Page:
The Changing Spaces of Reading and Writing

Commentary #3: Web 2.0 Collaborative Learning

In “Web 2.0: A New Wave of Innovation for Teaching and Learning?”, Bryan Alexander (2006) examines how social software has become an important part of Web 2.0 enabling people to connect with other people all over the world. Alexander (2006) compares social software applications to “static or database-driven web pages” (p.32) whereby users can modify social software sites such as wikis, but can only read information on static web pages (p.32). Web 2.0 builds on the microcontent that users have been creating for years and enables them to develop “web content often collaboratively and often open to the world” (p.34). Alexander (2006) emphasizes the importance of Web 2.0 users being information architects who create microcontent in an open environment (p.34).

Alexander (2006) then describes and compares the various types of Web 2.0 tools that exist. Folksonomy is a type of metadata that users assign to data to tag it so that it can be easily identified, retrieved, and shared with others (p.34).

Social bookmarking is a “service for storing, describing, and sharing bookmarks” (Alexander, 2006, p.34) that plays an important role from a teaching and learning perspective because social bookmarking allows for “collaborative information discovery” (p.36). Social bookmarking is also beneficial because it provides a location to post links and facilitates networking with peers who share common interests which can lead to collaborative learning with others. It also offers new perspectives on one’s research: “as clusters and tags reveal patterns” (p.36). In addition, for groups who are collaborating on a project, each member can upload their own bookmarks to a central location without being co-located and an instructor can easily track their students’ “progress in their research” (p.36).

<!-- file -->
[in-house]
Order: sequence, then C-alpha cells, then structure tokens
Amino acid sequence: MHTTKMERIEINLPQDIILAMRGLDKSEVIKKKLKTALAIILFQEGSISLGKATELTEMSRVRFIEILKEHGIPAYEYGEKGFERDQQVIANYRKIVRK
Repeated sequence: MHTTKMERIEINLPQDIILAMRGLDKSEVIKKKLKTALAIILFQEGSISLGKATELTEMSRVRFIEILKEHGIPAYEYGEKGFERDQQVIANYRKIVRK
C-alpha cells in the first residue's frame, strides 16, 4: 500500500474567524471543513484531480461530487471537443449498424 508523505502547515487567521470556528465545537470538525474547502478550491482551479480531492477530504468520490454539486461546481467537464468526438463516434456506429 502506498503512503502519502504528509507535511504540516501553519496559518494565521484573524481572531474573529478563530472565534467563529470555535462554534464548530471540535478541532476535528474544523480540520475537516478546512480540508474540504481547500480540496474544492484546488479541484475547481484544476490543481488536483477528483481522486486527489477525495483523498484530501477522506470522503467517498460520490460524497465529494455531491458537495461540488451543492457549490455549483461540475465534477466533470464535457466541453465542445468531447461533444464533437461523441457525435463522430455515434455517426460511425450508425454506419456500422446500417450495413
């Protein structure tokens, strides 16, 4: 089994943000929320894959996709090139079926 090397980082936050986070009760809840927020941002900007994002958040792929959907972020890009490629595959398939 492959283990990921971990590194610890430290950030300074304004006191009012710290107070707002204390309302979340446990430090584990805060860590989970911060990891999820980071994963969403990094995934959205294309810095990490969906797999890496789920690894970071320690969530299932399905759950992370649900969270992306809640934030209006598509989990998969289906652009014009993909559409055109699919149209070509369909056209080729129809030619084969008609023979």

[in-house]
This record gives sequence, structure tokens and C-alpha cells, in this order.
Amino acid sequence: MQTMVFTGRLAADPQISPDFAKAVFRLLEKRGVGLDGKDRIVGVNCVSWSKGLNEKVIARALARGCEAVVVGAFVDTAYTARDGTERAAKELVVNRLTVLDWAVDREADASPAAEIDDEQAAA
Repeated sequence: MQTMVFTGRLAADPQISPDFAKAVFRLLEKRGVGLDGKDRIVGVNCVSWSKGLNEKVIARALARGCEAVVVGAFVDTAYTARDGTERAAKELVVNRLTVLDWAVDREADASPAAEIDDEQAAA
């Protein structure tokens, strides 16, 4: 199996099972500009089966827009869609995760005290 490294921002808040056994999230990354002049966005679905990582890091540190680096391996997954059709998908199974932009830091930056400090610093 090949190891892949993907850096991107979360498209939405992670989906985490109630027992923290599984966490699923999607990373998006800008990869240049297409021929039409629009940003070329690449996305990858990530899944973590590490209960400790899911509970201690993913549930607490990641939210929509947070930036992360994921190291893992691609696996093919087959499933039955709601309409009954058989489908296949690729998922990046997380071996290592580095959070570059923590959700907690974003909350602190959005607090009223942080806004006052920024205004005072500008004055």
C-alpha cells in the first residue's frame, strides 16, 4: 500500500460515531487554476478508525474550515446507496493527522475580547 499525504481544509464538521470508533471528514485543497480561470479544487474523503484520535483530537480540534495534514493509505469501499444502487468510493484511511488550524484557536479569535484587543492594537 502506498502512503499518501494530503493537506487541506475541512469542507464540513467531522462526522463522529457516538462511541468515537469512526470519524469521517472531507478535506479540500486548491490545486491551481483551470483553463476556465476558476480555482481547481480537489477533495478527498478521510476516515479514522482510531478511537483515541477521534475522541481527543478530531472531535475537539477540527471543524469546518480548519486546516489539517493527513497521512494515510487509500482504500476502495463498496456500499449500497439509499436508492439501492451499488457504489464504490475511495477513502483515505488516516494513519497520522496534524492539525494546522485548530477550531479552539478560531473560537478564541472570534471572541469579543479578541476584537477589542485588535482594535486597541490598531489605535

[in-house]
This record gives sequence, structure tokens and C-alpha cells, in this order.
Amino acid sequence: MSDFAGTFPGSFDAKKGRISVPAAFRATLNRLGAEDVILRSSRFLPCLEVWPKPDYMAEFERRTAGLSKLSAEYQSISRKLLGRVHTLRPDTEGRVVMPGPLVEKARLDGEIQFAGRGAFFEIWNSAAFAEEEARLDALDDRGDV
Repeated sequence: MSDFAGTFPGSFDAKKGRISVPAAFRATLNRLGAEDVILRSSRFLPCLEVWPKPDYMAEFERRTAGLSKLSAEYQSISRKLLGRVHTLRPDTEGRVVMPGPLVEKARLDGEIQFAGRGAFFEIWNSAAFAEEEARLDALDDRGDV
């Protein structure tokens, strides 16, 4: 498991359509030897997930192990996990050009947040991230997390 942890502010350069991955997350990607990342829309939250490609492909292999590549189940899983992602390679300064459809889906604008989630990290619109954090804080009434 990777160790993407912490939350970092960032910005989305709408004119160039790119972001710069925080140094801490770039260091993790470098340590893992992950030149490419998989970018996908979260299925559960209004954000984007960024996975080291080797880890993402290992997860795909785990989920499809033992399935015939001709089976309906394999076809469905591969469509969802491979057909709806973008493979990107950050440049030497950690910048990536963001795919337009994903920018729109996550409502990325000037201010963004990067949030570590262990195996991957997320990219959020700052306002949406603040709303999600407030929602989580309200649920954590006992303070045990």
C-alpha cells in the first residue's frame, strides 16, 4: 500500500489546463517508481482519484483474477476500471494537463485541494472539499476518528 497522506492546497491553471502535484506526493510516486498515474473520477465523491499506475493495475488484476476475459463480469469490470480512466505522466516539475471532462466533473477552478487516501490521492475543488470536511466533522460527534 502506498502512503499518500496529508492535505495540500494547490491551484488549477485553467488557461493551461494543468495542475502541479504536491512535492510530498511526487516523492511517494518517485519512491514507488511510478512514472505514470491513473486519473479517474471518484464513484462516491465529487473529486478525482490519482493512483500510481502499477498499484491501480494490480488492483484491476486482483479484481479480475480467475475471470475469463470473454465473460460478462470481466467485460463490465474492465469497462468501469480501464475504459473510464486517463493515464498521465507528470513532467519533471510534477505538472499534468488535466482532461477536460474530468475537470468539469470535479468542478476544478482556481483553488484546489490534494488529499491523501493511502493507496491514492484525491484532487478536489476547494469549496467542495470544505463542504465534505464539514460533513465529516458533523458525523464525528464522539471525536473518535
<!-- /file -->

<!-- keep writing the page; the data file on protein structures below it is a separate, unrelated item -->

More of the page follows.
The wiki is the best Web 2.0 tool for facilitating social interactions and collaborations (p.36). In addition, some Web 2.0 tools exist to enable users to create websites using user-friendly graphical user interfaces (p.38). These tools are similar to wikis in that they offer social interactions like wikis, but differ in that they are more user-friendly than wikis and identify the authors (p.38). From a teaching and learning perspective, wikis and these websites that exist for creating websites easily promote collaborative work environments where many people can work together on group assignments (p.38).